Statement from Hoban Law Group on the FDA Approval of Epidiolex
As many in the hemp industry have long expected, earlier this week the FDA approved Epidiolex -- which contains cannabidiol (CBD) isolate derived from marijuana -- as a prescription drug for treatment of epileptic conditions, Dravet or Lennox-Gastaut syndromes.
As we sit here today, this approval has no impact on the law surrounding industrial hemp and the recent positive rulings concerning the legality of industrial hemp and cannabinoids. Namely, in the recent HIA v. DEA suit (in the Ninth Circuit), the Court unequivocally determined that hemp (and its derivatives) produced domestically under the 'Farm Bill' is not a controlled substance. In fact, the Court found that the Farm Bill (as it relates to hemp) "preempts" the Controlled Substances Act; Congress exempted Farm Bill hemp from the Controlled Substances Act (CSA). In addition to DEA's statements and directive referenced below, these are all very positive things for the hemp industry, and makes it clear that Farm Bill hemp and related cannabinoids are not unlawful, or controlled substances...period.
As to Epidiolex's approval, we now expect the DEA to undertake a process to evaluate how to amend its schedules to allow for Epidiolex to be prescribed and dispensed accordingly. To that end, DEA has conceded it does not "seek to control cannabinoids," and that only cannabinoids derived from marijuana (e.g., flowers and resins of a cannabis plant above .3% THC) are controlled under the Controlled Substances Act.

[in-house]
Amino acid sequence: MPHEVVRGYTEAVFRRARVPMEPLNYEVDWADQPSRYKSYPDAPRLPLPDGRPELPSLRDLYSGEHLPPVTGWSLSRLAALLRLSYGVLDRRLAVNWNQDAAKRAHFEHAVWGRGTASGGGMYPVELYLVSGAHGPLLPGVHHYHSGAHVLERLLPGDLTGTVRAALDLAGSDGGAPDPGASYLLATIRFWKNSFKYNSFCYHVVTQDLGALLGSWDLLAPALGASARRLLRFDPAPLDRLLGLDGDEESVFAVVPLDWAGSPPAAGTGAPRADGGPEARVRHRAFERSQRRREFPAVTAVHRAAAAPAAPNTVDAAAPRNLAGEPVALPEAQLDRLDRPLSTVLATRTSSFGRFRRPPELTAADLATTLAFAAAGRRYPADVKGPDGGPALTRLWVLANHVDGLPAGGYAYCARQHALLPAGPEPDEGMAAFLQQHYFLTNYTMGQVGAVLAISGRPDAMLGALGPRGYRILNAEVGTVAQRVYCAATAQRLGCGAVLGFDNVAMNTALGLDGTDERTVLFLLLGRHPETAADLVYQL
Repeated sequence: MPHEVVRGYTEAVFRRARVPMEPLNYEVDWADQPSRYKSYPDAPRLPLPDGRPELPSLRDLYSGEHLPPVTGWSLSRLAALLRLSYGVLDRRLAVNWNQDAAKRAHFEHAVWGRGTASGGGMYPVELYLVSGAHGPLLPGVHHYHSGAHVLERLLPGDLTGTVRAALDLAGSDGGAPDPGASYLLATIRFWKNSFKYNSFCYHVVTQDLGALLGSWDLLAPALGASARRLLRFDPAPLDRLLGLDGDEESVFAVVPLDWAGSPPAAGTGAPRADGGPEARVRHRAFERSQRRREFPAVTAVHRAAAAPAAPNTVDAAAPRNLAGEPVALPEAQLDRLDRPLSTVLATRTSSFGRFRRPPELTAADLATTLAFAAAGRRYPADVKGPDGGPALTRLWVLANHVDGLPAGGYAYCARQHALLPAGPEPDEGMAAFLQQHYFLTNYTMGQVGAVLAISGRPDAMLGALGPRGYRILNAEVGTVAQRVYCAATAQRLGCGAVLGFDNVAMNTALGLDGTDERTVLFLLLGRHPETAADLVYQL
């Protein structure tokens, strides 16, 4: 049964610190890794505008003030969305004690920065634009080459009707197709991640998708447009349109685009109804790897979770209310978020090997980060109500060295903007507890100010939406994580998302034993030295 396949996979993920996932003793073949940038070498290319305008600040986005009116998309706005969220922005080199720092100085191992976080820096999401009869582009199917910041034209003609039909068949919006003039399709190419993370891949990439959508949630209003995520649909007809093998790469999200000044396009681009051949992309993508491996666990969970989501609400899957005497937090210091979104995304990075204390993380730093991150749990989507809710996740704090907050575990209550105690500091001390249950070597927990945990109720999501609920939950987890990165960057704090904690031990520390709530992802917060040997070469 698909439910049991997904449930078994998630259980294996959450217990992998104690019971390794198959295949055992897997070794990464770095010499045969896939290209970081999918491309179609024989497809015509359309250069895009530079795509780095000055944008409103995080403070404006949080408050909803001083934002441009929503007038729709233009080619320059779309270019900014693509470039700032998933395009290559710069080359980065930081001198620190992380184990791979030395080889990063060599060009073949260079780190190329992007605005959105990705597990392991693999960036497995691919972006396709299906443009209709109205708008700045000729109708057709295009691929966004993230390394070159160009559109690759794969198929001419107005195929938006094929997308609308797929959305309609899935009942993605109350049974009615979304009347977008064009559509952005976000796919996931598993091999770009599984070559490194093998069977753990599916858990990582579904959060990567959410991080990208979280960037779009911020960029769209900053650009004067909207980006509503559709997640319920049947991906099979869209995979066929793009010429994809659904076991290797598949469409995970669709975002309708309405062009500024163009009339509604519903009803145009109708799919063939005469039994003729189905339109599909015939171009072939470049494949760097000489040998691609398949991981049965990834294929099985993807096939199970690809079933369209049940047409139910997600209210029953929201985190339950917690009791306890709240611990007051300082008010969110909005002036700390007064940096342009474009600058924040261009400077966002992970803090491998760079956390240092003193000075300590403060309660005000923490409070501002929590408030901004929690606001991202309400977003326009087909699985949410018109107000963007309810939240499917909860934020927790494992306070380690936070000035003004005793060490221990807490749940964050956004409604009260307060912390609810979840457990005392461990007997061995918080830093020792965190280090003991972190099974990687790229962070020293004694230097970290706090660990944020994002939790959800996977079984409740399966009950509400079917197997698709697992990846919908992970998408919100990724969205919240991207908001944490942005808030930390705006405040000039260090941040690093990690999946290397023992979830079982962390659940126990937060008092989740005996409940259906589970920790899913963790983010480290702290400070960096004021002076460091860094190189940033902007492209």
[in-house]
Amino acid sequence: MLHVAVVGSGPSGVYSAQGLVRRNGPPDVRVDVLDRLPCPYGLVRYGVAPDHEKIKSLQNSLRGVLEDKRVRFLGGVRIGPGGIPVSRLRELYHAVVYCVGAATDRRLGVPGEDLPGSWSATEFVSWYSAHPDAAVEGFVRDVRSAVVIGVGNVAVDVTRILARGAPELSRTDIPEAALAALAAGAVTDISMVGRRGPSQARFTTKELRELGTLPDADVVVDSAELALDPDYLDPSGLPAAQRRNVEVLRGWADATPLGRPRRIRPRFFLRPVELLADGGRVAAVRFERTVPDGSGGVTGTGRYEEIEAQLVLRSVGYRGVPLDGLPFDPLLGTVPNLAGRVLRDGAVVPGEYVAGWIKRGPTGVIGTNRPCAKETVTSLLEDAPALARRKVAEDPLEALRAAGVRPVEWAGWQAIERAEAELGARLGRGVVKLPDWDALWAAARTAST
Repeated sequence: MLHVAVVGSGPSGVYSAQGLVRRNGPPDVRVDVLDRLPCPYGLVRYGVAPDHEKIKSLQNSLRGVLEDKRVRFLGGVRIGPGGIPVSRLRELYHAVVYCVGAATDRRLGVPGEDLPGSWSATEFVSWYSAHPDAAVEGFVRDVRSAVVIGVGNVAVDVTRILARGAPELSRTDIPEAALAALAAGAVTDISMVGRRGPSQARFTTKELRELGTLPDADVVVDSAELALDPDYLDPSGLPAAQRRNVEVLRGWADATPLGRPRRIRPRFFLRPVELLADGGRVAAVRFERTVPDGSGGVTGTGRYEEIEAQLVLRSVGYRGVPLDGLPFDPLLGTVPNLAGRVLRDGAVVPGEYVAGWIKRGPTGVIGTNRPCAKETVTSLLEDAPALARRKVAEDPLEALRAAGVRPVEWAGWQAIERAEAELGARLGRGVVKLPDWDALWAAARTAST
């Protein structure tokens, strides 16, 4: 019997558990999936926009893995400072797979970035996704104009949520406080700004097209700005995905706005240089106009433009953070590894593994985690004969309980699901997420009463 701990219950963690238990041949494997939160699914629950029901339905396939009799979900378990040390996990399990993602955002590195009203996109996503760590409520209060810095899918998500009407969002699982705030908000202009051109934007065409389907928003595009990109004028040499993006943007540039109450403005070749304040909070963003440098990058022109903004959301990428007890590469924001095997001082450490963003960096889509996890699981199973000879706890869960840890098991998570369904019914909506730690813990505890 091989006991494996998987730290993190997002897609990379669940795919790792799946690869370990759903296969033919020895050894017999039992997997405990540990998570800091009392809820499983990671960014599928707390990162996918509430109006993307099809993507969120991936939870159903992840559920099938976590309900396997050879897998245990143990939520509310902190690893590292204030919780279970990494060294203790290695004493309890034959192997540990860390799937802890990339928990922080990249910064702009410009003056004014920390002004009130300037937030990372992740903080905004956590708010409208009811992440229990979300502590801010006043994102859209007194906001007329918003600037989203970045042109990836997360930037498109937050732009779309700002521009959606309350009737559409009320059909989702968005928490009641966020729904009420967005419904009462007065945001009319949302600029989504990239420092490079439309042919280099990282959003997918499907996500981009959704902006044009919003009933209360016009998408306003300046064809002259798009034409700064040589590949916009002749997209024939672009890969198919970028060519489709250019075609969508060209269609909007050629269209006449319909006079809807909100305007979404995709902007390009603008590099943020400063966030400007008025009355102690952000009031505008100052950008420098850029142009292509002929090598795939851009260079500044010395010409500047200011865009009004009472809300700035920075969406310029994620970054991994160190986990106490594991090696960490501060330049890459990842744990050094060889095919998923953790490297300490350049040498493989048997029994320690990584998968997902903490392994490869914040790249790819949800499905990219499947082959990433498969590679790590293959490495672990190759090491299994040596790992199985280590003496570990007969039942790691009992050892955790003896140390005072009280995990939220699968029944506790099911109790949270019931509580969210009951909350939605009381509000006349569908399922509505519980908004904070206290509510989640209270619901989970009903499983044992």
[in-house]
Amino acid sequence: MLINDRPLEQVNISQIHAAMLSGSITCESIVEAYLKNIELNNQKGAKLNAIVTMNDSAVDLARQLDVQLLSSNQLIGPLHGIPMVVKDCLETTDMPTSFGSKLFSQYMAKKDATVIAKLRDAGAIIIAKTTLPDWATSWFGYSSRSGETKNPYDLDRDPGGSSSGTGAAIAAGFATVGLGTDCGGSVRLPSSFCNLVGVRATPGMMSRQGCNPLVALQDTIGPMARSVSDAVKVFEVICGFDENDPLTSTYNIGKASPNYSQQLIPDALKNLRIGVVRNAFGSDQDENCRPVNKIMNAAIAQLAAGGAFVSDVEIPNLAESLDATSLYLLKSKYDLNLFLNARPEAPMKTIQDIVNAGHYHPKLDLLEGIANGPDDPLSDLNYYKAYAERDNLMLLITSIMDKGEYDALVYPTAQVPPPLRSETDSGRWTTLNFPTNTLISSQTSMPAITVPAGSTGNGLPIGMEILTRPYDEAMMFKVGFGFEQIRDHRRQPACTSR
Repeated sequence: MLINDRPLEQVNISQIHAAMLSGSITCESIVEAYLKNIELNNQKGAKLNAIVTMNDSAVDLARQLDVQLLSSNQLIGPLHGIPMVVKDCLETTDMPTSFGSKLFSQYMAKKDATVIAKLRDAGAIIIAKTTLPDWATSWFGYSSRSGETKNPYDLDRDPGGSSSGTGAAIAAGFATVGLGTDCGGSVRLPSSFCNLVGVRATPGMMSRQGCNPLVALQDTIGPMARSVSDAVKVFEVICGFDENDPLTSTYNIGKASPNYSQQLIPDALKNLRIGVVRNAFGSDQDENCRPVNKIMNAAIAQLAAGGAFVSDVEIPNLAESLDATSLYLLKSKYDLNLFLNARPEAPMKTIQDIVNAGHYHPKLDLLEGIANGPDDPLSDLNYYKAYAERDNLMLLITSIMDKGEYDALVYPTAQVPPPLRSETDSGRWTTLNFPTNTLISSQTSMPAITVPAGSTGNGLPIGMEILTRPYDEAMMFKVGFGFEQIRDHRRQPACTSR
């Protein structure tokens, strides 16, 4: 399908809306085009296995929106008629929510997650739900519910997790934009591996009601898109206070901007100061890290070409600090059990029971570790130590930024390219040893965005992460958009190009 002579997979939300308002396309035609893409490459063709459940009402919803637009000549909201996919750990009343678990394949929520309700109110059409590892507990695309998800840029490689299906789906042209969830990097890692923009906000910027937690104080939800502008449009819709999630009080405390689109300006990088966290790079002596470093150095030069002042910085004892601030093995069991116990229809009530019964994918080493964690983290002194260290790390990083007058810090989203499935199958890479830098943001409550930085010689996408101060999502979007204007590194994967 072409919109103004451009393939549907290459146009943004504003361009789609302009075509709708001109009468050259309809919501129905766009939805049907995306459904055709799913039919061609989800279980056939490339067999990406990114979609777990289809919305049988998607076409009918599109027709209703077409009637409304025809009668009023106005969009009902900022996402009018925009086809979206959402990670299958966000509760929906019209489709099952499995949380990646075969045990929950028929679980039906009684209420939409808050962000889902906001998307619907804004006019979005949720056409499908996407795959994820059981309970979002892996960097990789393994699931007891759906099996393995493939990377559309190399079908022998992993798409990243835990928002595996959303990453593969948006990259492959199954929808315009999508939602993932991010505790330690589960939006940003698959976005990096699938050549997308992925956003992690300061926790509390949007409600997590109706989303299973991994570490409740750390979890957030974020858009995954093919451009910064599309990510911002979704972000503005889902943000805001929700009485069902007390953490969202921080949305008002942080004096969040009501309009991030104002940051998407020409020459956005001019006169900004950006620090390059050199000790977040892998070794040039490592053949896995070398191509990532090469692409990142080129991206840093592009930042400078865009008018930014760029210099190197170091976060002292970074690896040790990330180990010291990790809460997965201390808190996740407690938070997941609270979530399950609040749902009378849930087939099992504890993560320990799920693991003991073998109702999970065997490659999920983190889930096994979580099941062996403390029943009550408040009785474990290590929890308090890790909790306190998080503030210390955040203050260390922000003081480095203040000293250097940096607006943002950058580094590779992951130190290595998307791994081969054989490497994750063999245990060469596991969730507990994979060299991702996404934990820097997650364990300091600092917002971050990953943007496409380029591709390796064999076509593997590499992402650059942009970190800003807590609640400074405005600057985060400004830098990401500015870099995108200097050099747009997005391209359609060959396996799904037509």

Moreover, on May 22, 2018, the DEA issued a directive to federal agencies (Customs and Border Patrol, in particular), which states that cannabinoids are not controlled substances unless they fall under the definition of marijuana, and that the "mere presence of cannabinoids" in any product or derivative does not render it a controlled substance. Thus, it is our expectation that DEA adheres to its statements and we, as an industry, need to hold DEA to that.
Further, it is important to note that FDA's position concerning CBD also remains unaffected by this approval of Epidiolex -- the FDA established this position based upon the prior submission of an IND application years ago. We will simultaneously be evaluating options to, and stand ready to, overturn FDA's position towards CBD to ensure that hemp-derived supplements and other similar products are protected underneath FDA's regulatory framework.
Yet, the hemp industry's position concerning the rightful place of hemp-derived extracts as appropriate food additives and dietary ingredients also remains unchanged in light of this approval. There remain questions as whether FDA's invocation of certain technical provisions of the FD&C Act are appropriate and accurate, and whether the long history of hemp-derived supplement in fact would preclude FDA's position. Further, the demonstration of attaining GRAS status, as some in the industry have already self-affirmed or are in the process of doing so, is further reasoning that FDA should treat these additives and ingredients appropriately.